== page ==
In the grand scheme of things, $75 may not seem like that big of a deal. I’m not an accounting major, after all, so my student activities fee didn’t particularly stand out as I was enrolling for classes at Cal State San Marcos.
It was only when I realized where my money was going — and not going — that I started to be concerned.
Turns out, the lion’s share of the $2.1 million in student fees Cal State San Marcos brings in every year gets funneled, after hefty administration costs, into one of two places: the Gender Equity Center or the LGBTQA Pride Center.
Together, this pair of favored groups get $300,000 per year in mandatory student fees, while only $5,700 was distributed to the rest of the over 100 remaining clubs on campus. That’s a funding disparity of 52 to 1 for just two groups compared to the other 100-plus groups combined.
And not to get too far into the accounting, but both of these clubs enjoy a permanent office on campus and full use of an annual budget just under $150,000 each, while any other campus club can only access any funds at all by applying to campus administrators for $500 per semester on a case-by-case basis.
To say the least, we’re not on a level playing field. That part’s such a given that I almost missed the fact that my student fees are paying for events like "ABC’s of LGBTQ: Queer Women," "The Pleasure Party," "Gaypril" or even "Kink 101," which promotes sexual bondage and sadomasochism among my classmates.
I not only find those events and the views they put forward deeply immoral, but harmful to those who participate in them. Still, what those clubs and students choose to do on their time is their business. All I can do is seek to persuade and live a life that backs up what I believe in and who I claim to be.
It wouldn’t be as noticeable — and I may not have even thought to take legal action — if this was merely a financially uneven playing field. As long as we all get a chance to speak, I’m confident enough in my convictions to believe I can still win, even at a bit of a disadvantage.
Yet that’s not what happened. In my case, the same school that gives $300,000 of mine and my fellow classmates’ student fees to two sexually charged, highly similar groups denied my group Students for Life’s $500 request that would have covered just a fraction of the cost for a single event.
We’d already lined up the speaker — University of North Carolina-Wilmington professor Mike Adams — for the event, but after our request for funding was denied, we had to cancel it entirely. Professor Adams’ speech, "Abortion and Human Equality: A Scientific and Philosophical Defense of the Pro-Life View," was going to be open to anyone who wanted to come and hear a viewpoint that’s almost never heard at Cal State San Marcos.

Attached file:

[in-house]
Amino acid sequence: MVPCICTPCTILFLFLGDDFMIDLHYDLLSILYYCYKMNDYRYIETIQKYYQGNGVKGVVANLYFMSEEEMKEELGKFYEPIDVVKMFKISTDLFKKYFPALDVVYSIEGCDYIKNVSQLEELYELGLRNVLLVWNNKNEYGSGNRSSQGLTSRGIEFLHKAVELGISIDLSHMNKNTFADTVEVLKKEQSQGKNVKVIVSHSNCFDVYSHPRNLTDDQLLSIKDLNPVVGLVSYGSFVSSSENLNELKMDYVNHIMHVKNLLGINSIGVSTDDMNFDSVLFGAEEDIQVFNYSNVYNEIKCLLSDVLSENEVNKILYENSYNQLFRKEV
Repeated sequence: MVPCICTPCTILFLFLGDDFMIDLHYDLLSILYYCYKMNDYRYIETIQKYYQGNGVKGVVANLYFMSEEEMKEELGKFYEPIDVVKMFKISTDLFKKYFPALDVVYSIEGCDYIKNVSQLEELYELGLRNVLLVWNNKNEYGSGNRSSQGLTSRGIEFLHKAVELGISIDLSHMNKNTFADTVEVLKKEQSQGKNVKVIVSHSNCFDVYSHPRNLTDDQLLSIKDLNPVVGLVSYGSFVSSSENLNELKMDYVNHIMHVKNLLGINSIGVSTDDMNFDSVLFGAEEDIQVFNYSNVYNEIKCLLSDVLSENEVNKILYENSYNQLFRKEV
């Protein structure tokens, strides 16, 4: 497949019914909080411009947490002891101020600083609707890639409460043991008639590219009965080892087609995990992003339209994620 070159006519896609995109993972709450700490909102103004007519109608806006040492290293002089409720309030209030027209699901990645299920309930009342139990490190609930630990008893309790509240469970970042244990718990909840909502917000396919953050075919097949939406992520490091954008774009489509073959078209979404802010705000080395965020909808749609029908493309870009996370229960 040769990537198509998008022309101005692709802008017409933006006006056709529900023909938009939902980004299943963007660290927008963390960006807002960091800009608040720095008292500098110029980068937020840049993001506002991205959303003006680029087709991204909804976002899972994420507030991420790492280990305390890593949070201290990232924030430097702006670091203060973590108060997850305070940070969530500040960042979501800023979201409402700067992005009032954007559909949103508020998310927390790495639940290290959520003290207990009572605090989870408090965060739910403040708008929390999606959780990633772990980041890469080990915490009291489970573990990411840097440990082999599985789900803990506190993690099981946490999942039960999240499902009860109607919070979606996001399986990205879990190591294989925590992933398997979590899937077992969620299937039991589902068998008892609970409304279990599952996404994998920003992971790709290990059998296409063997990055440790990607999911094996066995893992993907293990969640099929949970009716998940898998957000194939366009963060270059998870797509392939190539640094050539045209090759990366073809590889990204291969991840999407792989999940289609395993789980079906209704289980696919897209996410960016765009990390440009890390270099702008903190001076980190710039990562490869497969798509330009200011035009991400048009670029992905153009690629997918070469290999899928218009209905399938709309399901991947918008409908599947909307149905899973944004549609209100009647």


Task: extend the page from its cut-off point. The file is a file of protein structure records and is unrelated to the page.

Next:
To cancel the event meant to nix a real opportunity to start life-changing conversations with our fellow classmates. That’s when it hit me: Money is speech. We couldn’t spend money we had all paid into, while groups that stand for opposing values use our student fees to promote their message.
As a pro-life group, we’re founded on the view that all human life from the point of conception to the point of natural death is sacred and has inherent dignity. It may go without saying, but our view on sexuality — though not tied to any one religious expression — is also radically different from that of the two most powerful clubs on campus.
We’re serious about engaging our fellow classmates in real, thoughtful dialogue about abortion and fetal development. More than just seeking to persuade, we’re also committed to serving those around us who are or may become pregnant, pointing them in the direction of life-saving help at local pregnancy centers and adoption agencies.
A university campus is supposed to be a marketplace of ideas, so it doesn’t shock or offend me to see opposing views expressed and lived out. What’s shocking is that the school is leveraging students’ mandatory fees against them by funding only one viewpoint and then denying all others the funds to present an opposing viewpoint. That’s unfair, and it violates the First Amendment.
As Free Speech Week reminds us this week, free speech on campus is a no-brainer. Let’s hope Cal State San Marcos gets woke to that truth sometime soon.
Nathan Apodaca attended Cal State San Marcos, where he served as president of the on-campus Students for Life chapter. The Alliance Defending Freedom Center for Academic Freedom represents him in a federal lawsuit challenging Cal State San Marcos’ discriminatory funding policies.